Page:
Shortly after the Boston Marathon bombings, the Nieman Foundation convened a round table conversation on the role of Twitter during coverage. Speakers included Boston Globe deputy managing editor for local news Jennifer Peter; Globe reporter and 2013 Nieman Fellow David Abel; Cheryl Fiandaca, chief of public information for the Boston Police Department; Seth Mnookin, co-director of MIT's Graduate Program in Science Writing; Callie Crossley, host of WGBH's "Under the Radar"; and The Washington Post's director of digital content David Beard. The event was introduced by Nieman Foundation curator Ann Marie Lipinski and moderated by James Geary, Nieman's deputy curator.

The World Weekly

From September through December of 2012, I was the founding editor-in-chief of The World Weekly, a freemium international news magazine combining original journalism with curated content from the best publications around the world. I co-developed the magazine's editorial formula and edited the first three issues. You can read my inaugural editor's letter.

Time Magazine

I worked for TIME from 1993-2006, first as a Netherlands-based stringer, then as a writer, senior editor, founding editor of, deputy editor and ultimately as Europe Editor, responsible for the European edition of the magazine.

The Other Face of France

November 21, 2005

Can France bring order to the streets and hope to the restive minorities of the banlieues?

Streets of Fire

November 14, 2005

Nights of mayhem scorch France's troubled banlieues and blacken the country's image of itself

The Lost Tribes of Europe

August 29, 2005

writer, cover story
As national borders blur, the Continent's original minorities are fighting to reclaim their ancient cultures and identities

No Way Out

August 8, 2005

After a massive manhunt, Britain's suspected suicide bombers are nabbed. But that doesn't mean the threat of more attacks is over

Don't Mention the War

May 9, 2005

Tony Blair looks set to win what he's said will be his last campaign. But for many, the Iraq war has tarnished his legacy

Slaughter of the Innocents

September 13, 2004

senior editor
Inside the Beslan Siege

Everyman's Odyssey

July 5, 2004

James Geary joins a crowd of James Joyce devotees on a Bloomsday trek through Dublin in pursuit of the elusive, allusive soul of Ulysses

A Strike at Europe's Heart

March 22, 2004

senior editor
Inside the Madrid train bombings

Living with Risk

July 28, 2003

writer, cover story
Science can pinpoint potential dangers from GM foods, mobile phones and household chemicals but can't tell us if those risks are real. What's a consumer to do?

This article won the 2004 British Environment and Media Award.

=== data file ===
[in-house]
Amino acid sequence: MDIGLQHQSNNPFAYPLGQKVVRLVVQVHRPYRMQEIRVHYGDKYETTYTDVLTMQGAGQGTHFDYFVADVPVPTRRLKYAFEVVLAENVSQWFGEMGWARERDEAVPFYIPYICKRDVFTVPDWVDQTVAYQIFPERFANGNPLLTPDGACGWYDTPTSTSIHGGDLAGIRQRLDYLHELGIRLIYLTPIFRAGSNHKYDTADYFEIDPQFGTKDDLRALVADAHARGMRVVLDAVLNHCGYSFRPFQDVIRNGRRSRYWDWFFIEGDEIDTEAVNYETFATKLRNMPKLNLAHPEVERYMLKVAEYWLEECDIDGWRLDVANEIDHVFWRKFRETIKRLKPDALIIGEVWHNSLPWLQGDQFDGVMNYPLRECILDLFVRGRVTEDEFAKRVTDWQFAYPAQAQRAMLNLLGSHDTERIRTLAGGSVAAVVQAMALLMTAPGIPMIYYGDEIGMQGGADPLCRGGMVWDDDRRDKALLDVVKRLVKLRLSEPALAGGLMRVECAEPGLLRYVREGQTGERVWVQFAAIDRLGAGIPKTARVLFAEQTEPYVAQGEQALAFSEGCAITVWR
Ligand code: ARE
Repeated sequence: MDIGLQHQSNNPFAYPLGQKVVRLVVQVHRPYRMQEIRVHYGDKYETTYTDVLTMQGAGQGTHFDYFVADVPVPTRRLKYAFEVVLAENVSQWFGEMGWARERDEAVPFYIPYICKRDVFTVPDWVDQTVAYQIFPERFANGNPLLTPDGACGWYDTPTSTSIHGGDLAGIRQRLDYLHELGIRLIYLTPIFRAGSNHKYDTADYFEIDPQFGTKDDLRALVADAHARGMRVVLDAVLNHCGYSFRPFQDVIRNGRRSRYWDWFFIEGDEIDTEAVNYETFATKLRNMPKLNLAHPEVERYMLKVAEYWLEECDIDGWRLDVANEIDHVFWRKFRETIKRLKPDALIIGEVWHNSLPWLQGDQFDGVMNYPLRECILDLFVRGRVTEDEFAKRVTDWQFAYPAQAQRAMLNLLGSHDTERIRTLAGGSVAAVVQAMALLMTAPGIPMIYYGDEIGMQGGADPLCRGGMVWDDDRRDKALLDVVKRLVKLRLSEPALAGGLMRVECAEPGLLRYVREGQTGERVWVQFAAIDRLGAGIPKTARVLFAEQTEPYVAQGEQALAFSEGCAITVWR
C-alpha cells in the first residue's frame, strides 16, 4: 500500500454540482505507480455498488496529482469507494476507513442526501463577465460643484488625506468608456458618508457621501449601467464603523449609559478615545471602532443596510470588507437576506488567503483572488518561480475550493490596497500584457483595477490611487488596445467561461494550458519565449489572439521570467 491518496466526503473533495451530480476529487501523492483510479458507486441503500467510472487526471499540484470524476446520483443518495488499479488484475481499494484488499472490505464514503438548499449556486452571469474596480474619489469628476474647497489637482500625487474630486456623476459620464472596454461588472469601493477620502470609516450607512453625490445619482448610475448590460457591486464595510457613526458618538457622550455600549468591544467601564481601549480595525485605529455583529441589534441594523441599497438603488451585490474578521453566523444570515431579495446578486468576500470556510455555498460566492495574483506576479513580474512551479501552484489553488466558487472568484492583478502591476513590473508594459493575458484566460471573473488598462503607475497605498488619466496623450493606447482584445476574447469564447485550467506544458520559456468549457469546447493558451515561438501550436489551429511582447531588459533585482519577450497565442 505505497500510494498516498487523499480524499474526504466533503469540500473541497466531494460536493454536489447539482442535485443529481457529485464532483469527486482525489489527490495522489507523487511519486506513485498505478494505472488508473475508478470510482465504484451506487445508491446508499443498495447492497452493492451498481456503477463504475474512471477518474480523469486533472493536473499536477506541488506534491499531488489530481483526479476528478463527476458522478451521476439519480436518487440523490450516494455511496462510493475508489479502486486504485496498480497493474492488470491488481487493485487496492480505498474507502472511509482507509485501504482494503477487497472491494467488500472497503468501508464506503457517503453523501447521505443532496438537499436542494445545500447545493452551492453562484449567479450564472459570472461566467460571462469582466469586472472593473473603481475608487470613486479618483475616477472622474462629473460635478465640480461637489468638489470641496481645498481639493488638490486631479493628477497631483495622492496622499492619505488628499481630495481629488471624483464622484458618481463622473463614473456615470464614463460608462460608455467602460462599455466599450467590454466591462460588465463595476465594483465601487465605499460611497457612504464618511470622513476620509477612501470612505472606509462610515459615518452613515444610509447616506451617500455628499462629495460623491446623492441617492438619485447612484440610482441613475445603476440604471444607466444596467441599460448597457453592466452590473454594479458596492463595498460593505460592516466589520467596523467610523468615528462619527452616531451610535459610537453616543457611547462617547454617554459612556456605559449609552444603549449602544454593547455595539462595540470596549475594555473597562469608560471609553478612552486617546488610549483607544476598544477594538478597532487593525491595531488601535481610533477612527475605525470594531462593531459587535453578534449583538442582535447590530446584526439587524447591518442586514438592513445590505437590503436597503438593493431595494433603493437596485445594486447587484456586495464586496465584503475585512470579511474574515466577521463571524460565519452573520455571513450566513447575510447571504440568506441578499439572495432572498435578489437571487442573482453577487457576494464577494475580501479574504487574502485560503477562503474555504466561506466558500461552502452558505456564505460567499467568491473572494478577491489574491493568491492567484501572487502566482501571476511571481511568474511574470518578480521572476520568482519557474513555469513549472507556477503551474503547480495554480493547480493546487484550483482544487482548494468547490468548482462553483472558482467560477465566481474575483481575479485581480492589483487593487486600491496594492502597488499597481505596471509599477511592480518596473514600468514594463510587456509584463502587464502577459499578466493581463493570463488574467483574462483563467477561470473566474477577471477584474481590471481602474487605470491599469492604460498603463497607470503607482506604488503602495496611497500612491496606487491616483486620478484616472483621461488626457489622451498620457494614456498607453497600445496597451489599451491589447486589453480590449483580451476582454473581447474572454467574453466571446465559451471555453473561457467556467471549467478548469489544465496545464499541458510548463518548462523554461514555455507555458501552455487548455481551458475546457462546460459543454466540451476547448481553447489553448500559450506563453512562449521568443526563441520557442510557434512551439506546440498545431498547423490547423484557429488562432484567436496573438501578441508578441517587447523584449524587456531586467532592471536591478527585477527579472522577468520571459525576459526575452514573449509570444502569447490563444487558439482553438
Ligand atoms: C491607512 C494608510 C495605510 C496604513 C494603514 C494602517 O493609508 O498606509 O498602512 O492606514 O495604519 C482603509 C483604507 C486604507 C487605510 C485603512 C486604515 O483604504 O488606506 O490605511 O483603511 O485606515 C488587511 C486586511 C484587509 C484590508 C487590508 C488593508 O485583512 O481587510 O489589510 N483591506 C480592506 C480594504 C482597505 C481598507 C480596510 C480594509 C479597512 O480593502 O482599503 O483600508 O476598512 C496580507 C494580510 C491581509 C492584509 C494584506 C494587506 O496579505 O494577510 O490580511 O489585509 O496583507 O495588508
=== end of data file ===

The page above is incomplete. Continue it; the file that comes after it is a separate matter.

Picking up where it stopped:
Inside the Moscow Siege

November 4, 2002
senior editor


BBC World Service
May 17, 2002
News Hour
Patriotic pressure and journalistic self-censorship post-9/11

The Body Electric

March 11, 2002

Scientists are melding computer chips with the human nervous system, allowing people to extend, enhance and repair their senses

Fast Forward Europe

Special Issue, Winter 2000–2001

Editor's Letter

A Brief History of the Higgs Hunt

November 13, 2000

Scientists in Switzerland may have solved one of the great mysteries of particle physics. Why should we care?

Visions of Europe

Special Issue, Winter 1998–1999


Editor's Letter


In the Fast Lane
Seven years after regaining independence, Estonia is well on its way to joining the E.U.


A Delicate Balance


Related Interview

MDF1 Direkt
Magdeburg, Germany
May 1999


In the Visions of Europe special issue, Time included Magdeburg, Germany on a map of potential flashpoints for conflict, due to its record of far-right violence. This outraged the mayor, Wilhelm Polte, and many others in the city. Mayor Polte invited me to visit Magdeburg to see for myself. I accepted his invitation and wrote this piece as a result. Mayor Polte neglected to inform me that he had arranged for local news teams to be present at our meeting with residents and officials. So in this segment I am clarifying Time's coverage and explaining that the piece was based on reporting by Time staff and stringers in Germany, not by journalists in New York, which the mayor and others thought was the case. Unfortunately, the German translation of my remarks makes it sound like I was distancing Time from the reporting; I was not. In fact, I was defending the reporting because it was based on local experience and local knowledge from Time journalists in Germany.

The New Age of Discovery

Special Issue, Winter 1997–1998


In the Realm of the Senses